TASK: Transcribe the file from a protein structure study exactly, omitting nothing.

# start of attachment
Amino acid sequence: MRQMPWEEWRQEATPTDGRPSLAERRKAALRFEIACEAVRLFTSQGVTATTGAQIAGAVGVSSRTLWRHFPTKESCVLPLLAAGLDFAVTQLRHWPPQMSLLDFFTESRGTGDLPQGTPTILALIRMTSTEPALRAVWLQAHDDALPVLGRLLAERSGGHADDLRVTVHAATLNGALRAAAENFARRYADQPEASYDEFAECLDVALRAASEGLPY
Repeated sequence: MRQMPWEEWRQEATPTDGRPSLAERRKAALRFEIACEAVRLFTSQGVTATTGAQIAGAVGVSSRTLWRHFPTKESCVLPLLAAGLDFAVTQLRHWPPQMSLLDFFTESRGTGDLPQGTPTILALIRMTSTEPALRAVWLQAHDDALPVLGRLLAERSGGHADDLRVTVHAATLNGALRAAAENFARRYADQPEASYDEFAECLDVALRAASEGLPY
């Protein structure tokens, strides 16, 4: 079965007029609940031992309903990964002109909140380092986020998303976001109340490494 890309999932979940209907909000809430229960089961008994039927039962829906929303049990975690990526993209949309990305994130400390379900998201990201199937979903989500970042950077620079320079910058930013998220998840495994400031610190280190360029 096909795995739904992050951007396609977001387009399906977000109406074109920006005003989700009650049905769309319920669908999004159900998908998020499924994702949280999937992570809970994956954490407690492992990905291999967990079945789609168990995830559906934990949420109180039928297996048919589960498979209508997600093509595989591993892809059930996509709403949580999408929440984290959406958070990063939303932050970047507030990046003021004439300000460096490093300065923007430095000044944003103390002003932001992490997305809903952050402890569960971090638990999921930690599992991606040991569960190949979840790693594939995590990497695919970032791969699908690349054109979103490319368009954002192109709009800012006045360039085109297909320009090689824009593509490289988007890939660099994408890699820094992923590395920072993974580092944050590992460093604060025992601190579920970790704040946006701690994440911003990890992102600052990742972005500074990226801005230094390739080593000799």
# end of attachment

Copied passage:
Amino acid sequence: MRQMPWEEWRQEATPTDGRPSLAERRKAALRFEIACEAVRLFTSQGVTATTGAQIAGAVGVSSRTLWRHFPTKESCVLPLLAAGLDFAVTQLRHWPPQMSLLDFFTESRGTGDLPQGTPTILALIRMTSTEPALRAVWLQAHDDALPVLGRLLAERSGGHADDLRVTVHAATLNGALRAAAENFARRYADQPEASYDEFAECLDVALRAASEGLPY
Repeated sequence: MRQMPWEEWRQEATPTDGRPSLAERRKAALRFEIACEAVRLFTSQGVTATTGAQIAGAVGVSSRTLWRHFPTKESCVLPLLAAGLDFAVTQLRHWPPQMSLLDFFTESRGTGDLPQGTPTILALIRMTSTEPALRAVWLQAHDDALPVLGRLLAERSGGHADDLRVTVHAATLNGALRAAAENFARRYADQPEASYDEFAECLDVALRAASEGLPY
């Protein structure tokens, strides 16, 4: 079965007029609940031992309903990964002109909140380092986020998303976001109340490494 890309999932979940209907909000809430229960089961008994039927039962829906929303049990975690990526993209949309990305994130400390379900998201990201199937979903989500970042950077620079320079910058930013998220998840495994400031610190280190360029 096909795995739904992050951007396609977001387009399906977000109406074109920006005003989700009650049905769309319920669908999004159900998908998020499924994702949280999937992570809970994956954490407690492992990905291999967990079945789609168990995830559906934990949420109180039928297996048919589960498979209508997600093509595989591993892809059930996509709403949580999408929440984290959406958070990063939303932050970047507030990046003021004439300000460096490093300065923007430095000044944003103390002003932001992490997305809903952050402890569960971090638990999921930690599992991606040991569960190949979840790693594939995590990497695919970032791969699908690349054109979103490319368009954002192109709009800012006045360039085109297909320009090689824009593509490289988007890939660099994408890699820094992923590395920072993974580092944050590992460093604060025992601190579920970790704040946006701690994440911003990890992102600052990742972005500074990226801005230094390739080593000799």